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Leather marching boots would not last long without nails

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Nope, they sure don't, that is why the US used the M1917 and M1918 boots with hobnails as well as French and British boots. Sometimes behind the lines troops wore the boots without hobnails, such as HQ staff and such. 

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French anti-aircraft team in action.

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French FT-17 tanks with American soldiers.

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Belgian machine gun team with dogs and carts. 

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US Ordinance soldier helping to add message to carrier Pidgeon. Pidgeon's were used in virtually every front and by the allies and central powers

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Chow time! Note the SRD Jugs by the feet

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Russian recruits

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Russian Machine gun armored motorcycle

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French troops cleaning/prepping equipment, next to the man on the left is a box of Citroen grenades

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2 photos above are of a French engineering crew working on a bridge.

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Image of US soldier in 1919 during occupation period in Sayn, Germany.

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Photo of US soldier with German rifle in May of 1918. Note the soldier is a wearing 2 Chauchat ammo bags and has the M1911 holster. He is either a Chauchat gunner or assistant gunner.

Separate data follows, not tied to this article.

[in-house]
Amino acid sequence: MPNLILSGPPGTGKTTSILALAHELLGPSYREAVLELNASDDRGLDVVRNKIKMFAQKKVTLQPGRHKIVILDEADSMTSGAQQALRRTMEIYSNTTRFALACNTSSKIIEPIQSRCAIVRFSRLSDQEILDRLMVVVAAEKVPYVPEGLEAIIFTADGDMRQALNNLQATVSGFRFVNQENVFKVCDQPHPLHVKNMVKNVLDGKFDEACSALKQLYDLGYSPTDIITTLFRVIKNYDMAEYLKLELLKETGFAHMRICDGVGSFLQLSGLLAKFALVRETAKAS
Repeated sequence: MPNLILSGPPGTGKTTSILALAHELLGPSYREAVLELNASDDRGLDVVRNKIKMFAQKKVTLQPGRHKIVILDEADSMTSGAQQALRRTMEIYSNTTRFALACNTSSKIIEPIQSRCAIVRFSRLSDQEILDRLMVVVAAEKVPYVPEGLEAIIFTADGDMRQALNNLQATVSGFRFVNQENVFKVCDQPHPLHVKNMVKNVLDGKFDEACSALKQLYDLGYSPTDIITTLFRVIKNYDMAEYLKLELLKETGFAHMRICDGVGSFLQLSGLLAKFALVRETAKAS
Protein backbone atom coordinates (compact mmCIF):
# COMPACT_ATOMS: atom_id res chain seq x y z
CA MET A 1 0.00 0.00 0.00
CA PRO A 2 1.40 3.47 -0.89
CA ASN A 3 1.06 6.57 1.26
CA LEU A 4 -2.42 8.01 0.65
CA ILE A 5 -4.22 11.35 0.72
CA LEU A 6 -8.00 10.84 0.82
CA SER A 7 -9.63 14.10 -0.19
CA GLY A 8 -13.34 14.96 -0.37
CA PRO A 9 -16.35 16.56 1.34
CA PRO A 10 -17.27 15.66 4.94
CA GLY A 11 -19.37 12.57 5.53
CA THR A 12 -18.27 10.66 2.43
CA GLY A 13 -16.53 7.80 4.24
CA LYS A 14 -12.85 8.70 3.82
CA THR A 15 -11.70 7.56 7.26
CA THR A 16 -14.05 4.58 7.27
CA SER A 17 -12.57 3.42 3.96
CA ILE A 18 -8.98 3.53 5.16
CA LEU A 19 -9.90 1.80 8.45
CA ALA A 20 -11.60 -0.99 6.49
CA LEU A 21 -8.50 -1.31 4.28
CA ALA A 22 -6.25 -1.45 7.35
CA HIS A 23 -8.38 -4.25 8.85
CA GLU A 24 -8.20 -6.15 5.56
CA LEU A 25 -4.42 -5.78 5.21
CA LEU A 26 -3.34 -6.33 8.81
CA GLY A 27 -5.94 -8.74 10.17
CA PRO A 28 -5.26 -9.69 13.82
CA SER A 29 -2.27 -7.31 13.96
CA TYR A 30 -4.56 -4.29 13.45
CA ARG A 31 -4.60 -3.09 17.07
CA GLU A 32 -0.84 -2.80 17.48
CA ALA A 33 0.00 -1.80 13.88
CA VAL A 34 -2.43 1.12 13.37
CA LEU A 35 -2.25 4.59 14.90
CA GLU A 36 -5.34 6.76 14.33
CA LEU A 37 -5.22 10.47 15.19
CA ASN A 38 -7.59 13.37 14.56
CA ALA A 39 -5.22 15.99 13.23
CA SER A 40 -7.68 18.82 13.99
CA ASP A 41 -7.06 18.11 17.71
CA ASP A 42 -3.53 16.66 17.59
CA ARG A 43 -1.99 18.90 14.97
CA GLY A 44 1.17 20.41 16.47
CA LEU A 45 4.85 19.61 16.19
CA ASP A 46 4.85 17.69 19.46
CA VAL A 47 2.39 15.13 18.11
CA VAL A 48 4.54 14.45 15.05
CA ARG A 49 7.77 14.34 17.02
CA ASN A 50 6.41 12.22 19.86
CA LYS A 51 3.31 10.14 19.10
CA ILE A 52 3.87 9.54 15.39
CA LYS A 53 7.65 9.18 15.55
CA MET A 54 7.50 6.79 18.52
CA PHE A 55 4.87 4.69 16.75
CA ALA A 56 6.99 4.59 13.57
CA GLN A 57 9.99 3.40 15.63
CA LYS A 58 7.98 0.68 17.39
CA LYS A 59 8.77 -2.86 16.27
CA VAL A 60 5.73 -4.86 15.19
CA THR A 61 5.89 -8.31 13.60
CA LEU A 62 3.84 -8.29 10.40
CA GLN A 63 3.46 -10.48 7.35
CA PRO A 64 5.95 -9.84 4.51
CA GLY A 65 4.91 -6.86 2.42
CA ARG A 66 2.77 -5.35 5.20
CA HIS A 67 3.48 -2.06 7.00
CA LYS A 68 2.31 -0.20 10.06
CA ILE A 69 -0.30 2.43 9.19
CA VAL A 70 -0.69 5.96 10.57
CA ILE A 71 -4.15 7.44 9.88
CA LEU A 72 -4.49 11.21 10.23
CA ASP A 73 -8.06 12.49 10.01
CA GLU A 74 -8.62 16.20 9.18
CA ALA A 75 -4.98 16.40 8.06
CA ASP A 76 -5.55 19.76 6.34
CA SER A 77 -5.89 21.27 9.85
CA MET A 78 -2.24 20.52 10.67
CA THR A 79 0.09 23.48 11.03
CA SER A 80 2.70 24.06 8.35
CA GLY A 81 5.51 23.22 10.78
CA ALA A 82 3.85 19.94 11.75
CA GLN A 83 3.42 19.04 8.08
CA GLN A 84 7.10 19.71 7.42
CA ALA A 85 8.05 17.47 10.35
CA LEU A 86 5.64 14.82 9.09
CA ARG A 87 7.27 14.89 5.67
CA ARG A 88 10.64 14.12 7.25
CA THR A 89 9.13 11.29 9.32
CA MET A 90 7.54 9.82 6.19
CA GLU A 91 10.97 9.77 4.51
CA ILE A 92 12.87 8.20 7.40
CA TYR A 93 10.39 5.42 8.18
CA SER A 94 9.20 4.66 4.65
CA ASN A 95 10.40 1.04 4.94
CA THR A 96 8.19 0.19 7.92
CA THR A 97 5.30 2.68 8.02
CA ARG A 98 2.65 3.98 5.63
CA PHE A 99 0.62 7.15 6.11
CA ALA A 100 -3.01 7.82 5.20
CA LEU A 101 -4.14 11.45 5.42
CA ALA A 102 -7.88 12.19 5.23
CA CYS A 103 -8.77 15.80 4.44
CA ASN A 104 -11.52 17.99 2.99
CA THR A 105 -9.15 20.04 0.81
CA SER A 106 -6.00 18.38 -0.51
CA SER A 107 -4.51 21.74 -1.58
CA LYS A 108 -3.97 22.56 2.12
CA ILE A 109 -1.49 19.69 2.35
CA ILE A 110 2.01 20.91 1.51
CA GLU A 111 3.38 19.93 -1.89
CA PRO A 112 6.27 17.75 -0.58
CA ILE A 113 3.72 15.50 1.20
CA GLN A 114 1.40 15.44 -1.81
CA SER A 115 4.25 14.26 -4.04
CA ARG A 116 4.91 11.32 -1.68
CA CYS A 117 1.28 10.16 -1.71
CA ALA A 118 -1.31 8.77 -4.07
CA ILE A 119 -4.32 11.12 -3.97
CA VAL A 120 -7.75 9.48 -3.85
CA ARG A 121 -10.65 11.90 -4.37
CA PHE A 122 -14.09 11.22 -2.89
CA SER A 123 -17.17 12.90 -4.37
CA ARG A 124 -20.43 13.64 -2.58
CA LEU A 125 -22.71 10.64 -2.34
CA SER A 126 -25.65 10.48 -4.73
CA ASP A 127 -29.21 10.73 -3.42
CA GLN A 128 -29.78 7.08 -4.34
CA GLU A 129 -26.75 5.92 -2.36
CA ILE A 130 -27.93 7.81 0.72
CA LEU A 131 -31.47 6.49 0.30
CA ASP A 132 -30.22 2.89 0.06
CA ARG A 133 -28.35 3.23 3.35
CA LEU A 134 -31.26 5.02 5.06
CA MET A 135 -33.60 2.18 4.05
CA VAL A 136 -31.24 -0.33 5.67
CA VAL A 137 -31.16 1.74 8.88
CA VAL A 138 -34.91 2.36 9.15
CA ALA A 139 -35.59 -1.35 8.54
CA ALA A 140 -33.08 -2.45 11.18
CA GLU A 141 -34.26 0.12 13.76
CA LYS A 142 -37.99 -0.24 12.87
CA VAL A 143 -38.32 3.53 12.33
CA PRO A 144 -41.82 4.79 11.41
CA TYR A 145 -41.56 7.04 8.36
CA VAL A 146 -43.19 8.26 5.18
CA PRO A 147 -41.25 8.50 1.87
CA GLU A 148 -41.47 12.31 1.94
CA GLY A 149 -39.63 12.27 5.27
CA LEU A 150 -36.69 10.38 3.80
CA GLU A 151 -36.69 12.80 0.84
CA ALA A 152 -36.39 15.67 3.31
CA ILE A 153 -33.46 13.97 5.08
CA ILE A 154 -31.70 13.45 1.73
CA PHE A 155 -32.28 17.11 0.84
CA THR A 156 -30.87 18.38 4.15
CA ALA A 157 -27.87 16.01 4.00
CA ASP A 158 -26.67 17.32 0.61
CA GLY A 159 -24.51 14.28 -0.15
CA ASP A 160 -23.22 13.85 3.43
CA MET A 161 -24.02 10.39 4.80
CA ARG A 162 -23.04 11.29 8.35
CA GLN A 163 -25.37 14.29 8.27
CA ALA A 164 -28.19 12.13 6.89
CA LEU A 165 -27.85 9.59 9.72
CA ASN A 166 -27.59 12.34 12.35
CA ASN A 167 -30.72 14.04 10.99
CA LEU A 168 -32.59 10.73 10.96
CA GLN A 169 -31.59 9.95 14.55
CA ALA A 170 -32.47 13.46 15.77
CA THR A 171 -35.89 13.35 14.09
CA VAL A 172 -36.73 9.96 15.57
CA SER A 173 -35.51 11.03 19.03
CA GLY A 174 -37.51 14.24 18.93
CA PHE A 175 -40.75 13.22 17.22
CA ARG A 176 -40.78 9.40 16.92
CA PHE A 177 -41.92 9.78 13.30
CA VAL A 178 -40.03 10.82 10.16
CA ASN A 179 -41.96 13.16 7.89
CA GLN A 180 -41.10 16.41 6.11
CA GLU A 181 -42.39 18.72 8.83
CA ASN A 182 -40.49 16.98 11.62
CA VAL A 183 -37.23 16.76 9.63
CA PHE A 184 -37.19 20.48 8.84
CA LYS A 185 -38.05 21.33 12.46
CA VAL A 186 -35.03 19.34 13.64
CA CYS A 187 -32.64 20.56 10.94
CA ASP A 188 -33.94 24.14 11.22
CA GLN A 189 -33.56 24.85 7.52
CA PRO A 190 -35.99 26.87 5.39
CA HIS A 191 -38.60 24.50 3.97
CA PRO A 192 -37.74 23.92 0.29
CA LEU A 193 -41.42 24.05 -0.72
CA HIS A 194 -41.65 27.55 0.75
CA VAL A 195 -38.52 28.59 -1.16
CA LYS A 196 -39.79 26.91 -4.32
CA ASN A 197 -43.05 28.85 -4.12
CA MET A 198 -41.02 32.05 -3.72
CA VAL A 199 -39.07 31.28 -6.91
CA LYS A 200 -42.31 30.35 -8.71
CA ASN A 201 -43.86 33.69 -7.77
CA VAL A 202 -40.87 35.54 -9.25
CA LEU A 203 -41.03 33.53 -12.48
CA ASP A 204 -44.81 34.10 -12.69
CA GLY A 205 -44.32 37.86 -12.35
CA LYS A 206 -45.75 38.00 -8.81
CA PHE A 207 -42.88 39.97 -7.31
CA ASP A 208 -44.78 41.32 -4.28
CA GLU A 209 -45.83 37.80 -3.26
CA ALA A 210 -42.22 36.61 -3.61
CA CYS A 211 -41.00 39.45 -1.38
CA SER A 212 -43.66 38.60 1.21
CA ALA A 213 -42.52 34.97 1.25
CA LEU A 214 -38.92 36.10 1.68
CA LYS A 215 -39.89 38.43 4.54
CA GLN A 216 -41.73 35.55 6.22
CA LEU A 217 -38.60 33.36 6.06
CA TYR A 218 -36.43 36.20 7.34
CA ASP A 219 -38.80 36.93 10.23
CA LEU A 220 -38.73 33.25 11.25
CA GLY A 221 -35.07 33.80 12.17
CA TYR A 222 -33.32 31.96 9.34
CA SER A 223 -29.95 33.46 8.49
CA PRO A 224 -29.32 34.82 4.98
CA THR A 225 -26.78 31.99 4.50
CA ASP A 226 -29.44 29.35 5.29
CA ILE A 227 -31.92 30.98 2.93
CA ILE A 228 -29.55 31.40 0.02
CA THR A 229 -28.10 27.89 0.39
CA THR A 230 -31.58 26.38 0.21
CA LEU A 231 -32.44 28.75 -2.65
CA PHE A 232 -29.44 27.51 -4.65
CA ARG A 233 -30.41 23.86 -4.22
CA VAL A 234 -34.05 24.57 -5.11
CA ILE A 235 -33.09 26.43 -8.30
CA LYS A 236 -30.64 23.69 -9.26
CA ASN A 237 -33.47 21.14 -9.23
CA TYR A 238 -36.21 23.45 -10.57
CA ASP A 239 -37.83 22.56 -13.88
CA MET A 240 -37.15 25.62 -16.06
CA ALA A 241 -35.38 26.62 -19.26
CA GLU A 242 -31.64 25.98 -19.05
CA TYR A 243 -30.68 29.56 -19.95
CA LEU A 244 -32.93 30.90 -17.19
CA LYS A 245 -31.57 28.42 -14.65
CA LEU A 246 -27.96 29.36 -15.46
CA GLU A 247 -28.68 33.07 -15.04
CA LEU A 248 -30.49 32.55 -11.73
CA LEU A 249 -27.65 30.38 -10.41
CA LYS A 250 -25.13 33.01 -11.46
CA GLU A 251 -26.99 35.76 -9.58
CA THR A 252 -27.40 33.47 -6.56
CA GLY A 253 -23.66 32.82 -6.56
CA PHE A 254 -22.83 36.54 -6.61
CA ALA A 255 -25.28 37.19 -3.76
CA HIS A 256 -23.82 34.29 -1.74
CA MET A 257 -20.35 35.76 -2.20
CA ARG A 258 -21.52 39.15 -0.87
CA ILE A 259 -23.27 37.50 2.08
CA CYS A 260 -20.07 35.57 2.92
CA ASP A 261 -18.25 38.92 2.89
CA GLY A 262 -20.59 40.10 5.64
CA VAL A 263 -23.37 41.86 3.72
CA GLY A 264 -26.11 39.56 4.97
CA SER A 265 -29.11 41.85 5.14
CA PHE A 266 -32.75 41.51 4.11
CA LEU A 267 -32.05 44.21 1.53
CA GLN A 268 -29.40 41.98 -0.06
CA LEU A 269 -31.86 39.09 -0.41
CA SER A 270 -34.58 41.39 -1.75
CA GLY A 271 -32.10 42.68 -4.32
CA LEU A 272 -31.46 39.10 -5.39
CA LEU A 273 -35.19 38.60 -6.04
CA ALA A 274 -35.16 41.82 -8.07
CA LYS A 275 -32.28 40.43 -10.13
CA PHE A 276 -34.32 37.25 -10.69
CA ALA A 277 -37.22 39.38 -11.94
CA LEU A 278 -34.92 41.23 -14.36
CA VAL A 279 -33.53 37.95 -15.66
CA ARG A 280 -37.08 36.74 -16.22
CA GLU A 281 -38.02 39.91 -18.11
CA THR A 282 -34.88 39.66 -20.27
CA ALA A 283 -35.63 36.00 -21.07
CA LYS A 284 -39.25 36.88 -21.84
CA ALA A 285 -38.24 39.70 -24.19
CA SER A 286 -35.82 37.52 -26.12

Image source, national archives

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1919 photo showing how the Allies stored capture German rifles after the war. 

Image source, national archives

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Canadian Nova Scotia Regiment, signal corps unit

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US troops in Perth, Scotland, en route to the Western Front. US forces landed in Ireland, England as well as France, before heading to the front.

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Image of two US soldiers, the one on the right is holding the Lange Pistole 08 or often referred to as the Artillery Luger. 

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Copy of a period postcard depicting Serbian soldiers in 1914. The Serbian Army was not ready for war in 1914, lacking arms, equipment and a dependable infrastructure, and was still recovering from the Balkan Wars. Regardless, the Serbs did put up stiff resistance resulting in delaying the Bulgarian and Austrian forces, resulting in Germany sending forces to help break the Serbian defenses. Eventually the situation became desperate for the Serbs, who were in part evacuated by the Allies, led by the French. Over 150 ships rescued Serb forces and civilians along the Albanian coast, settling them in various locations in the Mediterranean. While in these areas, the Serb army was rebuilt and reequipped and played a major part in the Allied victory on the Solonika front, resulting in the entire area of Serbia being recaptured by November 1st, 1918. 

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Allied soldiers by the iconic Sphinx in Egypt. 

Image source, internet

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Colorized photo of French Soldiers in a rear area, note the metal cans hanging from shoulder straps visible on two soldiers, these are gas mask tins. 

Image source, internet

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British Artillery, specifically a BL 9.2-inch howitzer for use in the Battle of Amiens, which started on August 8th of 1918, also became known as the Black day of the German Army.

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Portuguese soldiers drilling in the use of the Lewis gun, these soldiers were mainly equipped by British Forces with gear and weapons.

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The Portuguese troops fled in panic under shellfire. Here, important background facts about the cause of conflict between Portugal and Germany:

https://de.wikipedia.org/wiki/Kampf_um_Naulila

https://de.wikipedia.org/wiki/Portugiesisches_Expeditionskorps

 

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From most accounts I read, they did not do very well under fire. In my opinion, they should have followed Spain's example and remained Neutral. Portugal also faced a lot of internal difficulties during the war, as well as maintaining a large colonial empire, which stretched her thin.